My parents and I took the trip to New York Presbyterian Hospital, where I met with a pituitary specialist. I knew that just by walking through those doors I was going to hear those dreaded words “You need surgery.” Sure enough, we heard them, and it was a lot scarier than I’d ever like to admit.

Surgery day was pretty damn scary. We had to wake up around 4am to prep. I was shuffled from room to room, where they took blood, did scans, and put these little sensors all over my face so they could run the MRI machine while doing my surgery. The wait was ENDLESS. My surgery was pushed back almost three hours, and there we were, just sitting in the prep room; me with these weird barnacle things on my face that were outlined in permanent marker. The last thing I remember was having a cage put around my head, and I was out. I remember feeling like I couldn’t breathe, and at one point vomiting blood, but that’s it. Turns out, I was allergic to the anesthetic and was in an induced coma state.

After being released from the hospital, I was having incredibly bad headaches and was leaking clear fluids from my nose. I had to undergo a second procedure due to leaking spinal fluid. They sat me on a table and told me to lean forward and keep perfectly still, during which they inserted a needle into my spine and my arm at the same time. All of a sudden, I got a flush that went from my toes to the top of my head, told the doctors I didn’t feel good, and all I heard was BEEEEEEEEEEEEEEEEEEEEP.

Everything went dark, darker than I’ve ever felt in my life. I could barely hear anything but was still sort of aware of what was going on. I felt light, and then bam! There was pressure on my chest and I felt like I could run a marathon. When I tried to move, they prevented me, and they finished the procedure. The next words were words I was not prepared for. “You have to lay completely flat and cannot move for 48 hours.” And then I was on bed rest for 3 months.

So now I’m home again, lying flat, and able to move at certain degrees and only to use the bathroom or shower, assisted. It was depressing. I stared at the same three walls, day after day, with only a few games, books, visitors, and what seemed like hundreds of pill bottles. What I held onto most were my own self-hating thoughts.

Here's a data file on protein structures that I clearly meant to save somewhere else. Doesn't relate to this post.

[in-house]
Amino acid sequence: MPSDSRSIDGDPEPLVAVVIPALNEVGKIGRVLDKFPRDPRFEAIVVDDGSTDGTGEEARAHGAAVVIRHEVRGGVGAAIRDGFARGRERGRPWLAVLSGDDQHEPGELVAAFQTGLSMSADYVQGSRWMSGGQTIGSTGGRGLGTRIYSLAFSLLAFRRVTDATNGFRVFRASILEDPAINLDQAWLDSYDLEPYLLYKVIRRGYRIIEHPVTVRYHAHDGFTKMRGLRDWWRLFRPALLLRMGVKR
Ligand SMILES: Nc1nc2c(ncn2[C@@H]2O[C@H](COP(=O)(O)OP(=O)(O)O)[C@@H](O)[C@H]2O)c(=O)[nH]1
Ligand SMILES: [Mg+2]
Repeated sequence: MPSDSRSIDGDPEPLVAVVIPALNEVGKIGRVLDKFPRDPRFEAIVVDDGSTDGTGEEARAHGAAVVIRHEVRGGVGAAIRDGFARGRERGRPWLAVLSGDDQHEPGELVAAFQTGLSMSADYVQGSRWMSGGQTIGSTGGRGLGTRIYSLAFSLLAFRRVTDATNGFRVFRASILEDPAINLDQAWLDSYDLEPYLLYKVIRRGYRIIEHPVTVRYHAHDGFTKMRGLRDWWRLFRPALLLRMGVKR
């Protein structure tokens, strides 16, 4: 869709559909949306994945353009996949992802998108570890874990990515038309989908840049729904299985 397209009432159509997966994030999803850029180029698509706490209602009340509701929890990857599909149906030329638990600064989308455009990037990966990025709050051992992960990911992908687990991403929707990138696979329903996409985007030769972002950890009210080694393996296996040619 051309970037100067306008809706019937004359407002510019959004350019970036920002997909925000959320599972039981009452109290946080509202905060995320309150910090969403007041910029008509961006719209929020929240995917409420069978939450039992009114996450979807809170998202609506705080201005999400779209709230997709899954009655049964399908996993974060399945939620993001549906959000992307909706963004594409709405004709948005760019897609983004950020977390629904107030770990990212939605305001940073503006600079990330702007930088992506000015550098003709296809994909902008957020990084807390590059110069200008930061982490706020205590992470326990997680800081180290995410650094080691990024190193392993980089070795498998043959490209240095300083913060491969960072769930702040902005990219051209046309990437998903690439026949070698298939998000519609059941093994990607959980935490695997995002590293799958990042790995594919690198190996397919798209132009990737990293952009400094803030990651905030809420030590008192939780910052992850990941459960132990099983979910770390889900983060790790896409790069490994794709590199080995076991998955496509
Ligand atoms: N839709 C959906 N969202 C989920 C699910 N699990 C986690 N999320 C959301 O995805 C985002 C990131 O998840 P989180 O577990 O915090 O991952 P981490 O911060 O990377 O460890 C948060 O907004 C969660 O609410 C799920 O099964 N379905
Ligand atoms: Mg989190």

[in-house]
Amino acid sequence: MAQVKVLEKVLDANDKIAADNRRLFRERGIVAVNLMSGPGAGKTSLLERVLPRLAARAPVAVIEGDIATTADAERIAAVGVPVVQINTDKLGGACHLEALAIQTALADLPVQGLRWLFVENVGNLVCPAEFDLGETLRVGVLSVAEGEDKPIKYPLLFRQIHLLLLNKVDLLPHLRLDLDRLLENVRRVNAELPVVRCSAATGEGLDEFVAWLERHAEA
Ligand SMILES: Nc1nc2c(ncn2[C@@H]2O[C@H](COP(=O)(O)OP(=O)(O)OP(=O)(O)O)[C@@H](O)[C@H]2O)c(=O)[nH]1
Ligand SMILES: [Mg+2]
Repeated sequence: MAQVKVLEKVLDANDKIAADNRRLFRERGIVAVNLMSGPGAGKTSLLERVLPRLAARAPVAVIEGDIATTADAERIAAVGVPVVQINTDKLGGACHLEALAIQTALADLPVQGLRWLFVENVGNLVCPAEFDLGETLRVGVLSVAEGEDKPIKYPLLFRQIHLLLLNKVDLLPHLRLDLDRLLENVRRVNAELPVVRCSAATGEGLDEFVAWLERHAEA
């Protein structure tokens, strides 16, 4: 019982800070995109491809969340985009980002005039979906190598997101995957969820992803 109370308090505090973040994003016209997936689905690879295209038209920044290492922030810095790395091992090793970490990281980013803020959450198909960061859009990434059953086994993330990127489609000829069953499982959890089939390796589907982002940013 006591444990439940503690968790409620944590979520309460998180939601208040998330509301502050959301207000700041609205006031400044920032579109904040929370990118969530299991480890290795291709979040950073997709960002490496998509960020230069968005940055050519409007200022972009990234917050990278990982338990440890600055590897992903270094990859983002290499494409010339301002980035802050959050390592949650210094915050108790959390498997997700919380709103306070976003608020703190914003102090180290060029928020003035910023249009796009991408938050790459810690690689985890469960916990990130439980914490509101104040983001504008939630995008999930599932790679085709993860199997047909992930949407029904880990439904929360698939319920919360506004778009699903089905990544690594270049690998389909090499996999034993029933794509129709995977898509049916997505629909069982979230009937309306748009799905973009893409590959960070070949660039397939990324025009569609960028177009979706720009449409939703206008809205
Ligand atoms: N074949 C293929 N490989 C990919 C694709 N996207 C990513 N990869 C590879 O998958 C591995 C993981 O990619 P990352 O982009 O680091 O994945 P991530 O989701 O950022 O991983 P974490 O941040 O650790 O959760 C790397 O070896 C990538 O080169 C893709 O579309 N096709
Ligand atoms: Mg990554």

I kept popping more Xanax and more Percocet, and more muscle relaxers to feel numb. And boy was I numb, and at my lowest. One night I was lying there thinking about all that was going on in my life: I just had brain surgery, I was in an emotionally abusive relationship, I lost my job due to the fact that my medical leave was extended, and I was on bed rest. I made a choice that night to not give up, to take back control of at least one aspect of my life, and to make something of myself.

My entire life perspective changed that night, and I began fighting for my life again. Fighting to be heard, to not let people take control of me anymore, and to be the best me I could. I shot for the stars and started my own foundation for brain tumors and epilepsy research and to help those who went through similar challenges to my own. From there, I went on to get a new job where I quickly moved up. Now, the relationship thing took a while, even though I knew it wasn’t right. I couldn’t let go, even though I never should have held on in the first place. But when I finally made the decision and broke free, everything in my life turned around.

Of course, there were still minor medical bumps in the road, as well as unexpected hurdles, but it didn’t matter because I was in the driver’s seat. Now, I am 6 years post-op, feeling better than I have in years, just moved to Massachusetts and am working my dream job.

Amanda Woerner is a licensed therapist and brain tumor survivor based in Boston, MA. During her free time, she is also a motivational speaker and mental health entrepreneur. Through her own struggles of depression and anxiety, she hopes to end the stigma and endorses open conversations about mental health.